Esther, The Patriarchs, To Live as Christ, etc. Bible studies by Beth Moore

    I just “bought” three Francis Chan books that I expect will be amazing.

  9. Jennifer Major April 9, 2012 at 1:02 pm #

    I used to have the time and level of concentration to have tackled many of the books mentioned above. Now? Bwahahaha. But some works have resonated with me over a lifetime.

    Claiming the prize for most superior, self-important, devout and pretentious answer…
    The Bible-The Complete Works of God- by God

    Lord of the Rings Trilogy- by JRR Tolkien
    The Hiding Place by Corrie- ten Boom
    Tramp for the Lord-by Corrie ten Boom
    The Chronicles of Narnia- by CS Lewis
    Surprised by Joy- by CS Lewis
    The Kingdom of the Cults- Dr Walter Martin
    Dove- by Robin Lee Graham
    Home is the Sailor-by Robin Lee Graham
    A Severe Mercy- by Sheldon Vanauken
    Unbroken- by Laura Hillenbrand

  10. Suanne April 9, 2012 at 2:59 pm #

    Steve,
    Thanks so much for your list. I found it insightful as I have many of the same books on my list as well. That said, I’ve noticed that most of the books listed above are written by men (with the few exceptions falling in comments written by women, and that still only a few). Nothing wrong with books written by men, of course (I’m a fan), but the consistency with which these types of lists lack women writers is fascinating to me. I was hoping you might provide some insight as to why you think that, more often than not, is the case. Is it simply men identifying more with men and women with women? Is it the authority a woman’s voice fails to carry with both genders? Is it a lack of quality women writers? Cultural conditioning? I’d love to hear your thoughts. Thanks so much!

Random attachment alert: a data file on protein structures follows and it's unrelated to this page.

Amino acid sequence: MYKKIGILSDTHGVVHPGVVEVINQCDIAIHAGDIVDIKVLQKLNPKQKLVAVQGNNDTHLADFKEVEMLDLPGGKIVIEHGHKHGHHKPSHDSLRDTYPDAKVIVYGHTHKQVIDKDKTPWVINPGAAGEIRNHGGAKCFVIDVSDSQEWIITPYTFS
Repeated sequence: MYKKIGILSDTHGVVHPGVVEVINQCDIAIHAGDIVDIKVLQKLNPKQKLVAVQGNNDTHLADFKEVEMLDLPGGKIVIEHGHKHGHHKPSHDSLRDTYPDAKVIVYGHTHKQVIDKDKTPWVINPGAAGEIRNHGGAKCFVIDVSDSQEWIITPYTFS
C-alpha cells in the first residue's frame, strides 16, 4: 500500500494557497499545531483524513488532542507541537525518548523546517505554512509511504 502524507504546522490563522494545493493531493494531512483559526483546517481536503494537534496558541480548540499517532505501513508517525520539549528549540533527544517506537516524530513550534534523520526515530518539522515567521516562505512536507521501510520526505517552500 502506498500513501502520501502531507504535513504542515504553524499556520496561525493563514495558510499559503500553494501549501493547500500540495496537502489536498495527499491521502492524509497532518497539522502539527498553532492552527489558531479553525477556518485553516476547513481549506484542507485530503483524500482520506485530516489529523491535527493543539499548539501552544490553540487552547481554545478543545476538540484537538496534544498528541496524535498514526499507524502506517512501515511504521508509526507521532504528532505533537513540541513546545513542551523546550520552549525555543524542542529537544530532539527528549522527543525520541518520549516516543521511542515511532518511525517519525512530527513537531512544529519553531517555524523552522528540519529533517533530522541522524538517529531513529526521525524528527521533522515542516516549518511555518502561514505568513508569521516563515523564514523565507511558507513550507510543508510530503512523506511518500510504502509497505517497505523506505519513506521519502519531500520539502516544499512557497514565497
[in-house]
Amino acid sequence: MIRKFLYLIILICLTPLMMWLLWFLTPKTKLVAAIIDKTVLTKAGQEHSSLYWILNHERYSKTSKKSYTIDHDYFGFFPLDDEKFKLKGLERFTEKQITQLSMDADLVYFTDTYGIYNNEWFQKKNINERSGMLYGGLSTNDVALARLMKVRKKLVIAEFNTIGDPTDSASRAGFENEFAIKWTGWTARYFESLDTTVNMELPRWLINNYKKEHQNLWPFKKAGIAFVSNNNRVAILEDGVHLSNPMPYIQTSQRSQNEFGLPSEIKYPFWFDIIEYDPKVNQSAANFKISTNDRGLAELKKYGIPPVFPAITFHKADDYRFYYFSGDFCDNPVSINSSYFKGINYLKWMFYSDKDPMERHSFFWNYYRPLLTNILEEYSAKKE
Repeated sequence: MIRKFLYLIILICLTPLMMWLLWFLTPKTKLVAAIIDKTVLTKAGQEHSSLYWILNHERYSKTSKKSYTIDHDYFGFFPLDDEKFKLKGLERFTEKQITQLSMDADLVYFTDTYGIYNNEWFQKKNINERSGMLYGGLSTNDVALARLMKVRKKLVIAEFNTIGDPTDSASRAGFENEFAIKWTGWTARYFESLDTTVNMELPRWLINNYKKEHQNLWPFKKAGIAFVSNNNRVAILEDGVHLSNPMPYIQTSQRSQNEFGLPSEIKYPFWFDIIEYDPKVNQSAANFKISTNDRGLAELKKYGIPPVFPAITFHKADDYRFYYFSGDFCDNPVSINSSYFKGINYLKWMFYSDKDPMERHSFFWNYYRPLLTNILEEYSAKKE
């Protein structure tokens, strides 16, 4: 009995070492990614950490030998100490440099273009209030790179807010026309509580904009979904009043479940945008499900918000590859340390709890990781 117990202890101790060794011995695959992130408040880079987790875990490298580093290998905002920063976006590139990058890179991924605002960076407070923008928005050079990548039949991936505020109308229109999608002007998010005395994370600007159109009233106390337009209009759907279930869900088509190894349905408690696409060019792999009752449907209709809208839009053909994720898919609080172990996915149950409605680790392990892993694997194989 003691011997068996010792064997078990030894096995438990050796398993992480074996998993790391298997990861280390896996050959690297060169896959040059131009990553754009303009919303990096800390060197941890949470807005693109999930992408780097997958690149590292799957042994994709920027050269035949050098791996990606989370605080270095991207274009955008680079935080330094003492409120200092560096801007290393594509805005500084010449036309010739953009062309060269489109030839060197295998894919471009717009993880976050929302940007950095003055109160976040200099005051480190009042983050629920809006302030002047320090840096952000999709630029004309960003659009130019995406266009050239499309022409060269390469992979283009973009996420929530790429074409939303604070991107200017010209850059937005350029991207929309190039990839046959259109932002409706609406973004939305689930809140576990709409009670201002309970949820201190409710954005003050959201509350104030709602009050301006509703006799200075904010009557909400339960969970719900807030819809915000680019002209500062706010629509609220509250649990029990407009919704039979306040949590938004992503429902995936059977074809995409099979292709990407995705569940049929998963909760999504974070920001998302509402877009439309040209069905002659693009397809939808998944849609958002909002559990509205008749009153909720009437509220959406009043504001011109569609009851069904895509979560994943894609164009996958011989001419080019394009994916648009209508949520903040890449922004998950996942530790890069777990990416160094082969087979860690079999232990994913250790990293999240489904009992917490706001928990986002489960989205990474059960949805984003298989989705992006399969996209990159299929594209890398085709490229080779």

11. Patrick Craig April 9, 2012 at 3:16 pm #

    The Spiritual War – Donald Grey Barnhouse
    The Saving Life of Christ – Major Ian Thomas
    The Ring Trilogy – J.R.R. Tolkein
    Why So Many Churches – Noah Hutchings
    Pursuit of God – A.W. Tozer
    Mere Christianity – C.S. Lewis
    The Normal Christian Life – Watchman Nee
    The Normal Christian Church Life – Watchman Nee
    Biblical Eldership – Alexander Strauch
    The Mystery of Godliness – Major Ian Thomas

  12. Tracey April 9, 2012 at 4:08 pm #

    Hi Steve!
    GREAT list of books, so many that I cherish and from which I have gleaned so much. Would love to hear your thoughts on Suanne’s comment above ;) Are the words of women such as Evelyn Underhill, Mother Teresa, St. Teresa of Avila, Julian of Norwich or even contemporaries such as Anne Graham Lotz or Adele Calhoun to be so quickly overlooked? Can it really be that of 21 books not a single woman’s voice would make the list? Thanks for sharing your thoughts on your favorites though as I know they will bless many.

  13. Steve Laube April 9, 2012 at 4:26 pm #

    Happy to lend my two cents on the “female author” question.

    First, note that the list is not exhaustive. Only those that are my “punctuation marks.” Before reading Richard Foster many of the mystics (Teresa of Avila and Julian of Norwich) were unfamiliar to me.

    If I were to expand this to a top 500 list I would still leave many great books unmentioned!

    It was later that I discovered many of those writers. For example, I have a complete shelf of Evelyn Underhill’s works in hardcover.

    A book that nearly made my top 21 but not quite is DISCIPLINES OF THE HEART by Anne Ortlund. That book was intended for a woman reader at least in its packaging. Purple lace endpapers and frilly interior design. But the content is gender neutral. A wonderful book, but one that I could only recommend to women or to men I knew who would not be put off by the packaging.

    Other influential female writers for me include:
    Tricia Rhodes
    Ruth Haley Barton
    Jan Johnson
    Madame Guyon
    Macrina Wiederkehr (A Tree Full of Angels)
    Nancey Pearcy
    Joan Chittister